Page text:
With a three-year, $500,000 grant from the National Oceanic and Atmospheric Administration (NOAA), scientists are working to improve climate models on which future water projections are based.
Improved data, models and analyses from Oak Ridge National Laboratory scientists and many other researchers in the latest global climate assessment report provide new levels of certainty about what the future holds for the planet and highlight the urgency of decarbonization to avoid the most severe impacts.
ORNL story tips: Getting to the root, empowering savings potential and hotter urban hydrology
Argonne and the New York Power Authority are collaborating to determine how the utility’s infrastructure may be affected by extreme weather and other hazards.
Charles M. “Chick” Macal, a modeling and simulation expert at Argonne, garnered the distinguished title of Fellow of the Society for Computer Simulation International for his 20 years in the field and his recent studies on COVID-19 spread.
The U.S. Department of Energy (DOE) today awarded $15.6 million for new research studying the properties, formation, and interactions between atmospheric clouds and the aerosols that form them.
Research on Earth’s systems can help scientists better understand our planet’s past and future. The Department of Energy’s Office of Science supports work to gather observations, improve models, and feed them into computer simulations.
Infrastructure planning requires accurately predicting how tropical cyclones respond to environmental changes. To make those predictions, researchers use Earth system models. In this research, scientists analyzed tropical cyclones simulated by the Department of Energy’s Energy Exascale Earth System Model (E3SM). They found that high resolution is critical to simulating tropical cyclones and their interactions with the ocean.
Drizzle in marine clouds is a key parameter for achieving more accurate climate predictions. Argonne developed novel techniques to retrieve drizzle properties and will expand its research to the aerosol impact on clouds and precipitation.
Where does snow come from? This may seem like a simple question to ponder as half the planet emerges from a season of watching whimsical flakes fall from the sky–and shoveling them from driveways. But a new study on how water becomes ice in slightly supercooled Arctic clouds may make you rethink the simplicity of the fluffy stuff. It describes definitive, real-world evidence for “freezing fragmentation” of drizzle as a major source of ice in slightly supercooled clouds. The findings have important implications for forecasting weather and climate.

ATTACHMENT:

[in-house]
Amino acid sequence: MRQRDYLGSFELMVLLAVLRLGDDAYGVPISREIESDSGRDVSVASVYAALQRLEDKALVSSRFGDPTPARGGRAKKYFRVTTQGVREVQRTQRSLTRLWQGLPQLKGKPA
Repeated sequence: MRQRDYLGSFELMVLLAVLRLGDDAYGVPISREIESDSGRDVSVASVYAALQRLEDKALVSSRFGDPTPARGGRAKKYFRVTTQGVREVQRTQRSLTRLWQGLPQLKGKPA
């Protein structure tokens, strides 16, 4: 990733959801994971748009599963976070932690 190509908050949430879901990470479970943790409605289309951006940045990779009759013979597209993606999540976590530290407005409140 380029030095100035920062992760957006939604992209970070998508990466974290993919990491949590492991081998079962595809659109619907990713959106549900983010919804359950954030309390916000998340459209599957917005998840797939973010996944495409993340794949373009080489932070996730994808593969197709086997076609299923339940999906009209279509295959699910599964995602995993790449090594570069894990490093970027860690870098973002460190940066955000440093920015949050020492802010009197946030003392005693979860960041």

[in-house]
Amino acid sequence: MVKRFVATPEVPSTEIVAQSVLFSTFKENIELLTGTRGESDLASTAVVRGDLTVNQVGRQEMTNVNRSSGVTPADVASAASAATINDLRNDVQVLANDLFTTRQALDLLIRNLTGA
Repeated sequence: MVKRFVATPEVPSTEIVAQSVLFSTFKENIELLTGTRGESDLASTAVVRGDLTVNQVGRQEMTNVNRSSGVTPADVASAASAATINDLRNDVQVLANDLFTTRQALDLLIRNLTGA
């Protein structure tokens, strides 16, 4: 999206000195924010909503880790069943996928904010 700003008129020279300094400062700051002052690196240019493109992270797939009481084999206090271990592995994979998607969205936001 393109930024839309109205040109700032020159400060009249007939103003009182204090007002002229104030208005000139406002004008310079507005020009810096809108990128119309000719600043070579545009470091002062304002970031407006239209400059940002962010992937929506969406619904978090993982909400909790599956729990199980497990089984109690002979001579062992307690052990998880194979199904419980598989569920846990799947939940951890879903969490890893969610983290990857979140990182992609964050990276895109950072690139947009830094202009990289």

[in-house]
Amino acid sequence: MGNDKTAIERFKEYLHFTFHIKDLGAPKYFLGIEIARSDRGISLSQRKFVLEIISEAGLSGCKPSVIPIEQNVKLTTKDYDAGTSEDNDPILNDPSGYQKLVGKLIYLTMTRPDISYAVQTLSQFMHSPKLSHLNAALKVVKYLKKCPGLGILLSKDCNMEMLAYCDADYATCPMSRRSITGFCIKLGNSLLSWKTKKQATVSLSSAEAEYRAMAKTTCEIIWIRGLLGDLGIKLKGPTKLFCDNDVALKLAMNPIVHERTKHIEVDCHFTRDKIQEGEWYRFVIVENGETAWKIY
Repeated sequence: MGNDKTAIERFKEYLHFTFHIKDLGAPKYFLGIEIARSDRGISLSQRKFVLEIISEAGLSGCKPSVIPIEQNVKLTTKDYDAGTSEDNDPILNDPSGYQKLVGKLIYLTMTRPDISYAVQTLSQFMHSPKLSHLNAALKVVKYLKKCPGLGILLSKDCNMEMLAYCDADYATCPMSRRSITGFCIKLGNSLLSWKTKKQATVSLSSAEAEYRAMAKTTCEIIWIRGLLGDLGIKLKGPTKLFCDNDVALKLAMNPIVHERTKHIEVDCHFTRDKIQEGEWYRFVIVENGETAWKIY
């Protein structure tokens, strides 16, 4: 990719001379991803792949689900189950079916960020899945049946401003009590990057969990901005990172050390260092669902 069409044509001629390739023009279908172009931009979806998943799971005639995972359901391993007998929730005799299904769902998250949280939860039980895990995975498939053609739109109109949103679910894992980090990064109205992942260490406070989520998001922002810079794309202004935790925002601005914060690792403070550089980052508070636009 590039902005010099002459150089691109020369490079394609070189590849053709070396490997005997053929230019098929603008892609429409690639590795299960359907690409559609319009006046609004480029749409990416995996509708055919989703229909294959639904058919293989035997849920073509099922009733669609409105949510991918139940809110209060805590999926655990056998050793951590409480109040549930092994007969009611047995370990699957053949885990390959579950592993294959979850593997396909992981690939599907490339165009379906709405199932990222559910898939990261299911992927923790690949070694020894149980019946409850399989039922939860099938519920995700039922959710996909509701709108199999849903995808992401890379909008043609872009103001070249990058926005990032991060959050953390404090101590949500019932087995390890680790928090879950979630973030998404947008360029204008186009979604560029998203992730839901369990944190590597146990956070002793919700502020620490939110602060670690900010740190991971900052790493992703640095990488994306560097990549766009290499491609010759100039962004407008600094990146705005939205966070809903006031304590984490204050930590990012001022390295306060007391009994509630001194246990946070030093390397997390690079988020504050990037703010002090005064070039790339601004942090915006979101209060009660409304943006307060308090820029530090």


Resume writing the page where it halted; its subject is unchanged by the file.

ORNL identifies a statistical relationship between the growth of cities and the spread of paved surfaces. // ORNL successfully demonstrates a technique to heal dendrites that formed in a solid electrolyte. // ORNL combines additive manufacturing with conventional compression molding.
Scientists at Argonne developed a climate model that projects future conditions at neighborhood-level scale across the entire United States to help PG&E plan for extreme weather events in California.
New results from an atmospheric study over the Eastern North Atlantic reveal that tiny aerosol particles that seed the formation of clouds can form out of next to nothingness over the open ocean. Understanding the process will improve how aerosols and clouds are represented in models that describe Earth’s climate.
Forty years of the Office of Science’s investments in applied mathematics and computational sciences are paying off in world-class infrastructure and research, as described in the [email protected] report.